by Donya Williams
Well, it’s done. Juneteenth has been made an official holiday by President Joe Biden. The last federal holiday created was Martin Luther King Day in 1983 by then-President Ronald Reagan. It, too, was a holiday for black people. As a genealogist who always finds history repeating itself, it makes you wonder what was going on in the 80s when the Martin Luther King Day law was passed.
The 1980s was a breakout time in Politics for African Americans. The California Assembly selected its first Black Speaker of the State Legislature, Willie Brown, Jr. Harold Washington, W. Wilson Goode, David Dinkins, and Norman Rice were the first African Americans elected as Mayors to their prospective cities. At the same time, Douglas Wilder was the first African American to be elected Governor of Virginia. Jesse Jackson ran not once but twice for the highest office in the land. Although he didn’t win the Democratic Nomination in 1984 and 1988, his work was the pre-cursor for Obama to become President two decades later.
We also made significant accomplishments in science, literature, entertainment, and sports. The last time black Americans had achievements like this was during the Reconstruction Era. Things began to happen in our communities that would significantly change the upward swing of black people. It’s safe to say that many white Americans were not too happy about black people’s progress and successes. So laws were created and passed with the sole purpose of stunting the growth and achievements of African Americans. Eventually, “race riots” broke out – and our growth as a people slowed…and then snuffed out. A more positive bloom began to emerge from the gloom in the 1980s.
This history made me wonder, with the Black Excellence that happened in the 1980s, what happened between then and now? What began to transpire to create the same toxic level of damage that ended the Reconstruction Era – and set the stage for decades of turmoil for African Americans?
- In May 1980, a “riot” happened in Liberty City, FL, due to a police officer’s acquittal for killing an unarmed black man. The Miami Riot was considered the worst riot in U.S. History since the Detroit Riots in 1967.
- In 1982, Reverend Benjamin Chavis started a national campaign against Environmental Racism. He spearheaded a report called “Toxic Wastes and Race in the United States: A National Report on the Racial and Socio-Economic Characteristics of Communities with Hazardous Waste Sites.”
- In 1984, Bernard Goetz, also known as the Subway Vigilante, shot and seriously wounded four black teenagers on a New York City subway car. He thought they had screwdrivers and were going to rob him for $5. He was acquitted of attempted murder but found guilty of possessing an illegal weapon. He served 250 days in jail.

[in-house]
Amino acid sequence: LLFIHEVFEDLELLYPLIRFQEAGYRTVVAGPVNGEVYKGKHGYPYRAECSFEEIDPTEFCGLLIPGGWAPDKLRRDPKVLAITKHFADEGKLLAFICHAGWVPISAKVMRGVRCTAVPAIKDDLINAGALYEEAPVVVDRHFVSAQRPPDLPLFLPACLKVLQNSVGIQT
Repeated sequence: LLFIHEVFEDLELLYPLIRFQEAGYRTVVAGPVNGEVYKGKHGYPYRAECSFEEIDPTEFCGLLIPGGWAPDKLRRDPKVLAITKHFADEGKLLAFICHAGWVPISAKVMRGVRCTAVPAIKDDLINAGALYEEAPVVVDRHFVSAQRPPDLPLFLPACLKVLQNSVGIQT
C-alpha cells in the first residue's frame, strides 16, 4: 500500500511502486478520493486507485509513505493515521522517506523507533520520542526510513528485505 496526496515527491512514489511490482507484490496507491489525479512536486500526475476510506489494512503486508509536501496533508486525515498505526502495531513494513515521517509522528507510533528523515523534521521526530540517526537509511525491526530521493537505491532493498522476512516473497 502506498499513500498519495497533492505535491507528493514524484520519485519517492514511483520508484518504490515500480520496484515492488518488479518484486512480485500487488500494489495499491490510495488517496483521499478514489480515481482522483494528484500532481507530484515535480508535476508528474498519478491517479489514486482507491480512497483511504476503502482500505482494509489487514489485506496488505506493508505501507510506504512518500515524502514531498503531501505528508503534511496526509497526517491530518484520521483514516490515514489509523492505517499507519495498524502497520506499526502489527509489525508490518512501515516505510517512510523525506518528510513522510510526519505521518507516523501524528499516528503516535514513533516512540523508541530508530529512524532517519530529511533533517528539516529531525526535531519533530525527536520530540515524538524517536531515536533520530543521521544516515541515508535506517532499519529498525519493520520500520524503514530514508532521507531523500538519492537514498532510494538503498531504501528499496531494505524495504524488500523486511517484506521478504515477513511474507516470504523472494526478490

- The crack cocaine epidemic had a devastating effect on the Black Community in the very early 80s.
- Between 1984 and 1989, the homicide rate for black males aged 14 to 17 more than doubled, and the homicide rate for black males aged 18 to 24 increased nearly as much.
- Eleven members of the Black liberation and back-to-nature group MOVE died during a standoff with police in West Philadelphia on May 13, 1985. John Africa, the founder of MOVE, was killed. Five other adults and five children died too. Sixty-five homes were destroyed after a police helicopter dropped an incendiary device, causing an out-of-control fire in surrounding houses.
Does any of this sound familiar? Am I the only one who feels Juneteenth was created to make black people feel accomplished? Why is it that every time there is a “rough time” in America, especially when the focus of that roughness is people of color, there is something given to appease or satisfy? This dynamic, unfortunately, is an all too familiar pattern in U.S. History. From George Floyd to the Flint water issue, histories like the six points listed above have happened throughout Black American History, stretching back to colonial times.
Listen, I am happy about this new holiday. I really am. However, I want to tell Congress not to lose focus on the work that is truly needed. Don’t forget about the Emmanuel Baptist Church Massacre, the relentless rise (once again) of black men and women dying at the hands of police officers, and racist white people (including those in Congress) with little-to-no consequences. Don’t forget how anti-hate laws for Asian Americans can be passed in less than a year, while black Americans have been fighting for similar protections under the law since the Reconstruction Era.
We have shone the brightest light on black communities’ problems in the United States too many times down the generations. We are appeased with things like a national holiday. As a genealogical researcher, I am a 2times, 3times, and up to 6times great-granddaughter of enslaved ancestors. I am happy to celebrate June 19th as an honorary day of freedom for all who were enslaved. But don’t forget their fight had only just begun. They didn’t rest from the fight until we received what we have today.
We shouldn’t rest until our children and grandchildren receive more.